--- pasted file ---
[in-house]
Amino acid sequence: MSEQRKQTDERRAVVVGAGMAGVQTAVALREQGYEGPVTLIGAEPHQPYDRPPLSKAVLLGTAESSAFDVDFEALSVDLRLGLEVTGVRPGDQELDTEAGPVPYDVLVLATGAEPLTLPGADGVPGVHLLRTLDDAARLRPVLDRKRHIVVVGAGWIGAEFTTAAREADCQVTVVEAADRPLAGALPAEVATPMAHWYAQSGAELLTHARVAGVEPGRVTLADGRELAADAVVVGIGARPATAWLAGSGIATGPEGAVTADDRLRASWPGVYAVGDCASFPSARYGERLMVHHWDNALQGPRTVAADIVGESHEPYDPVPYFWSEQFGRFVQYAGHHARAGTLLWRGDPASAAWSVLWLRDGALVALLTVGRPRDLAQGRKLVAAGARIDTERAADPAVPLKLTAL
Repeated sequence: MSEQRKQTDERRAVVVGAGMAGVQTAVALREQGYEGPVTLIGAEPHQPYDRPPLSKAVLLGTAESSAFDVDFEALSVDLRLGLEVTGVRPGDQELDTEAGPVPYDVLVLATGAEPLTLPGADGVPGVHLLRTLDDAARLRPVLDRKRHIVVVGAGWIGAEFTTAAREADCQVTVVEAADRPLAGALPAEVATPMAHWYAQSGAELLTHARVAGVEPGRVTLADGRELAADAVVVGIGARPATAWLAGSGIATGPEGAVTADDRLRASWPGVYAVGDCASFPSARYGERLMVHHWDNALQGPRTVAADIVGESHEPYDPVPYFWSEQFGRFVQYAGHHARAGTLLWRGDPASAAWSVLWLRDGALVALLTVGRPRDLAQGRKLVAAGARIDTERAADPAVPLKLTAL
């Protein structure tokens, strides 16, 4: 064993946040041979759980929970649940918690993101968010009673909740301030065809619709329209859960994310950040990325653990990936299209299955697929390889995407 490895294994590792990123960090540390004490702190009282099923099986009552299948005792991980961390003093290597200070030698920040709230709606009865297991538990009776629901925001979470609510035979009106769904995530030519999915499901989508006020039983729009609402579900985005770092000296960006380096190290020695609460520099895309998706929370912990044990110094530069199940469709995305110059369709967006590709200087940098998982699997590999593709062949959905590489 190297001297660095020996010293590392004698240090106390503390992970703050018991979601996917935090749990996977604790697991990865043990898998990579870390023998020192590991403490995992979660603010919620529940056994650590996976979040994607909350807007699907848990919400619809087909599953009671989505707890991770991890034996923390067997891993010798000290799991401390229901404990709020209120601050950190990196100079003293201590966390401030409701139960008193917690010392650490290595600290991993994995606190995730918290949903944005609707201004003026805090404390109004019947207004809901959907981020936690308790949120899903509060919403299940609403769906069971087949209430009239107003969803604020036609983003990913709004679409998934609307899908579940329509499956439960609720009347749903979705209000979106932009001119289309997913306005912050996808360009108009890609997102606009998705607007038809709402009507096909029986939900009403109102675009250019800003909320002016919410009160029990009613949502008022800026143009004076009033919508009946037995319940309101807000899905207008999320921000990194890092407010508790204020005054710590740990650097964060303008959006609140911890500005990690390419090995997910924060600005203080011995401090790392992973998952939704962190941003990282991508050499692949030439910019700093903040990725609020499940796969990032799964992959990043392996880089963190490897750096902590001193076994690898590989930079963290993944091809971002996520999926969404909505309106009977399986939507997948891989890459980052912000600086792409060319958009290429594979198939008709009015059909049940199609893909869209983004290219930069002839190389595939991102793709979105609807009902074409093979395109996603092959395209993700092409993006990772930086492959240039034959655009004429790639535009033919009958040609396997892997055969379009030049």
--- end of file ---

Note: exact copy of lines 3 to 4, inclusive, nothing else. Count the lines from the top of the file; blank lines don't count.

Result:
Repeated sequence: MSEQRKQTDERRAVVVGAGMAGVQTAVALREQGYEGPVTLIGAEPHQPYDRPPLSKAVLLGTAESSAFDVDFEALSVDLRLGLEVTGVRPGDQELDTEAGPVPYDVLVLATGAEPLTLPGADGVPGVHLLRTLDDAARLRPVLDRKRHIVVVGAGWIGAEFTTAAREADCQVTVVEAADRPLAGALPAEVATPMAHWYAQSGAELLTHARVAGVEPGRVTLADGRELAADAVVVGIGARPATAWLAGSGIATGPEGAVTADDRLRASWPGVYAVGDCASFPSARYGERLMVHHWDNALQGPRTVAADIVGESHEPYDPVPYFWSEQFGRFVQYAGHHARAGTLLWRGDPASAAWSVLWLRDGALVALLTVGRPRDLAQGRKLVAAGARIDTERAADPAVPLKLTAL
């Protein structure tokens, strides 16, 4: 064993946040041979759980929970649940918690993101968010009673909740301030065809619709329209859960994310950040990325653990990936299209299955697929390889995407 490895294994590792990123960090540390004490702190009282099923099986009552299948005792991980961390003093290597200070030698920040709230709606009865297991538990009776629901925001979470609510035979009106769904995530030519999915499901989508006020039983729009609402579900985005770092000296960006380096190290020695609460520099895309998706929370912990044990110094530069199940469709995305110059369709967006590709200087940098998982699997590999593709062949959905590489 190297001297660095020996010293590392004698240090106390503390992970703050018991979601996917935090749990996977604790697991990865043990898998990579870390023998020192590991403490995992979660603010919620529940056994650590996976979040994607909350807007699907848990919400619809087909599953009671989505707890991770991890034996923390067997891993010798000290799991401390229901404990709020209120601050950190990196100079003293201590966390401030409701139960008193917690010392650490290595600290991993994995606190995730918290949903944005609707201004003026805090404390109004019947207004809901959907981020936690308790949120899903509060919403299940609403769906069971087949209430009239107003969803604020036609983003990913709004679409998934609307899908579940329509499956439960609720009347749903979705209000979106932009001119289309997913306005912050996808360009108009890609997102606009998705607007038809709402009507096909029986939900009403109102675009250019800003909320002016919410009160029990009613949502008022800026143009004076009033919508009946037995319940309101807000899905207008999320921000990194890092407010508790204020005054710590740990650097964060303008959006609140911890500005990690390419090995997910924060600005203080011995401090790392992973998952939704962190941003990282991508050499692949030439910019700093903040990725609020499940796969990032799964992959990043392996880089963190490897750096902590001193076994690898590989930079963290993944091809971002996520999926969404909505309106009977399986939507997948891989890459980052912000600086792409060319958009290429594979198939008709009015059909049940199609893909869209983004290219930069002839190389595939991102793709979105609807009902074409093979395109996603092959395209993700092409993006990772930086492959240039034959655009004429790639535009033919009958040609396997892997055969379009030049």